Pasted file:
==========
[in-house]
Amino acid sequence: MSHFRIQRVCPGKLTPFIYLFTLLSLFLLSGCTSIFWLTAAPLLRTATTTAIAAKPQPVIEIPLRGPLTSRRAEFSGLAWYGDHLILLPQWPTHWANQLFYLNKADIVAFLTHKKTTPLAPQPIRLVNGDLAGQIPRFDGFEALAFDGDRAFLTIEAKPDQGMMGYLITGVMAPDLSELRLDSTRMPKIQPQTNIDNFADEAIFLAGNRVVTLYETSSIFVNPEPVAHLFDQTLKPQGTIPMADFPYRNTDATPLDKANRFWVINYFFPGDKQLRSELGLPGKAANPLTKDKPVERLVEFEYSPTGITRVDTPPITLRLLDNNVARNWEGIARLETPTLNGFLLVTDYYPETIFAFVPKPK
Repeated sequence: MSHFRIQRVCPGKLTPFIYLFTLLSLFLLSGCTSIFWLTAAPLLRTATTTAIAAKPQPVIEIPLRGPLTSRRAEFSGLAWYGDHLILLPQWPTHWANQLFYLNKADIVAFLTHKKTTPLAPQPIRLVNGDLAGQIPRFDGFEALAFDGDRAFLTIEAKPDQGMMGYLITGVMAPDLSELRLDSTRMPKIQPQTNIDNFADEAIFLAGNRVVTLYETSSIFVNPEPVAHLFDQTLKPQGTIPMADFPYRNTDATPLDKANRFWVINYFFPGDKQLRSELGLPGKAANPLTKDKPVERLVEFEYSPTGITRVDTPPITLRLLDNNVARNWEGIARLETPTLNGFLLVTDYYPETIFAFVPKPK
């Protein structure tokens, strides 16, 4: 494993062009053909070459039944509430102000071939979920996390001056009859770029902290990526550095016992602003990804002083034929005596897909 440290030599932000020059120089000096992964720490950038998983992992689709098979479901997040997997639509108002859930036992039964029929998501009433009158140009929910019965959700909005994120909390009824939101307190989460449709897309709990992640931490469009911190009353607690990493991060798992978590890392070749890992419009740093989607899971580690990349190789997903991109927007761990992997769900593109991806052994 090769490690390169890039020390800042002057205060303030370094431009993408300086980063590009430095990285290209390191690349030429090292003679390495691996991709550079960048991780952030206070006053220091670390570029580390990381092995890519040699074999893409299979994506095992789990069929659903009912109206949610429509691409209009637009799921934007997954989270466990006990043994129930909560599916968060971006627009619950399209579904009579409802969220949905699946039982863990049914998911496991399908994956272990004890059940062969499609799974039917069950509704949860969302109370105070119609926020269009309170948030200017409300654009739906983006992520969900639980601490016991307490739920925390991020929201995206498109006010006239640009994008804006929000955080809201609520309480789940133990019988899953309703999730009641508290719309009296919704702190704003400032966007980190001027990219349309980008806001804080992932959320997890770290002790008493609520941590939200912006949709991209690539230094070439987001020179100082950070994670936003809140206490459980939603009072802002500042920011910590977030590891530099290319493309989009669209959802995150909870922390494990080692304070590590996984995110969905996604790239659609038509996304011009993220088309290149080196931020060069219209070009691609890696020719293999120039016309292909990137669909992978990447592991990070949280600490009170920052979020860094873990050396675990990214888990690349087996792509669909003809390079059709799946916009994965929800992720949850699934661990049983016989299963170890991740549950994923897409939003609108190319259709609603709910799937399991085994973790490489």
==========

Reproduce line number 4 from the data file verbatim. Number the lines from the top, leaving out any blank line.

């Protein structure tokens, strides 16, 4: 494993062009053909070459039944509430102000071939979920996390001056009859770029902290990526550095016992602003990804002083034929005596897909 440290030599932000020059120089000096992964720490950038998983992992689709098979479901997040997997639509108002859930036992039964029929998501009433009158140009929910019965959700909005994120909390009824939101307190989460449709897309709990992640931490469009911190009353607690990493991060798992978590890392070749890992419009740093989607899971580690990349190789997903991109927007761990992997769900593109991806052994 090769490690390169890039020390800042002057205060303030370094431009993408300086980063590009430095990285290209390191690349030429090292003679390495691996991709550079960048991780952030206070006053220091670390570029580390990381092995890519040699074999893409299979994506095992789990069929659903009912109206949610429509691409209009637009799921934007997954989270466990006990043994129930909560599916968060971006627009619950399209579904009579409802969220949905699946039982863990049914998911496991399908994956272990004890059940062969499609799974039917069950509704949860969302109370105070119609926020269009309170948030200017409300654009739906983006992520969900639980601490016991307490739920925390991020929201995206498109006010006239640009994008804006929000955080809201609520309480789940133990019988899953309703999730009641508290719309009296919704702190704003400032966007980190001027990219349309980008806001804080992932959320997890770290002790008493609520941590939200912006949709991209690539230094070439987001020179100082950070994670936003809140206490459980939603009072802002500042920011910590977030590891530099290319493309989009669209959802995150909870922390494990080692304070590590996984995110969905996604790239659609038509996304011009993220088309290149080196931020060069219209070009691609890696020719293999120039016309292909990137669909992978990447592991990070949280600490009170920052979020860094873990050396675990990214888990690349087996792509669909003809390079059709799946916009994965929800992720949850699934661990049983016989299963170890991740549950994923897409939003609108190319259709609603709910799937399991085994973790490489």